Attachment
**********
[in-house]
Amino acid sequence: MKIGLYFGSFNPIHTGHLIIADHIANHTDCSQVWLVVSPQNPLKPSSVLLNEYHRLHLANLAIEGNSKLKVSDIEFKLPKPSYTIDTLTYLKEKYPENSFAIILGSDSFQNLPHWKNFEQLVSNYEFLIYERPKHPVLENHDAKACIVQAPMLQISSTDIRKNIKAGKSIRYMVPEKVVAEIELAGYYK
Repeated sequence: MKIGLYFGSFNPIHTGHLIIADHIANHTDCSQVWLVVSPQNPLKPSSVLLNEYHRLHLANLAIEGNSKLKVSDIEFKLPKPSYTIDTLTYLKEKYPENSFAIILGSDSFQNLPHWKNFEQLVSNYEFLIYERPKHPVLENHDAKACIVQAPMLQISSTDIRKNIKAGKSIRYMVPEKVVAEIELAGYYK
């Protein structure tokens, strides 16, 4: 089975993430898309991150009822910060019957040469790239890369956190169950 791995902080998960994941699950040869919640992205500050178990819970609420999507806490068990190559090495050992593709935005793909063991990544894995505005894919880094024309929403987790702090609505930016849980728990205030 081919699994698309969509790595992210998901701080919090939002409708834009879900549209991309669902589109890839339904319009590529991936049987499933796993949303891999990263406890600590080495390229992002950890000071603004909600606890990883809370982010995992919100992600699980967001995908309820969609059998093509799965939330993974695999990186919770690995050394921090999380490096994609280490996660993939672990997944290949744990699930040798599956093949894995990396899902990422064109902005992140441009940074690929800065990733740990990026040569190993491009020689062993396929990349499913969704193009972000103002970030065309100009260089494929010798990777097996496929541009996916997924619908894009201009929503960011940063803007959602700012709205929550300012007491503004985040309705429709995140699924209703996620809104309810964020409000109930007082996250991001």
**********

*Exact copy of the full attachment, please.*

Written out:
[in-house]
Amino acid sequence: MKIGLYFGSFNPIHTGHLIIADHIANHTDCSQVWLVVSPQNPLKPSSVLLNEYHRLHLANLAIEGNSKLKVSDIEFKLPKPSYTIDTLTYLKEKYPENSFAIILGSDSFQNLPHWKNFEQLVSNYEFLIYERPKHPVLENHDAKACIVQAPMLQISSTDIRKNIKAGKSIRYMVPEKVVAEIELAGYYK
Repeated sequence: MKIGLYFGSFNPIHTGHLIIADHIANHTDCSQVWLVVSPQNPLKPSSVLLNEYHRLHLANLAIEGNSKLKVSDIEFKLPKPSYTIDTLTYLKEKYPENSFAIILGSDSFQNLPHWKNFEQLVSNYEFLIYERPKHPVLENHDAKACIVQAPMLQISSTDIRKNIKAGKSIRYMVPEKVVAEIELAGYYK
């Protein structure tokens, strides 16, 4: 089975993430898309991150009822910060019957040469790239890369956190169950 791995902080998960994941699950040869919640992205500050178990819970609420999507806490068990190559090495050992593709935005793909063991990544894995505005894919880094024309929403987790702090609505930016849980728990205030 081919699994698309969509790595992210998901701080919090939002409708834009879900549209991309669902589109890839339904319009590529991936049987499933796993949303891999990263406890600590080495390229992002950890000071603004909600606890990883809370982010995992919100992600699980967001995908309820969609059998093509799965939330993974695999990186919770690995050394921090999380490096994609280490996660993939672990997944290949744990699930040798599956093949894995990396899902990422064109902005992140441009940074690929800065990733740990990026040569190993491009020689062993396929990349499913969704193009972000103002970030065309100009260089494929010798990777097996496929541009996916997924619908894009201009929503960011940063803007959602700012709205929550300012007491503004985040309705429709995140699924209703996620809104309810964020409000109930007082996250991001």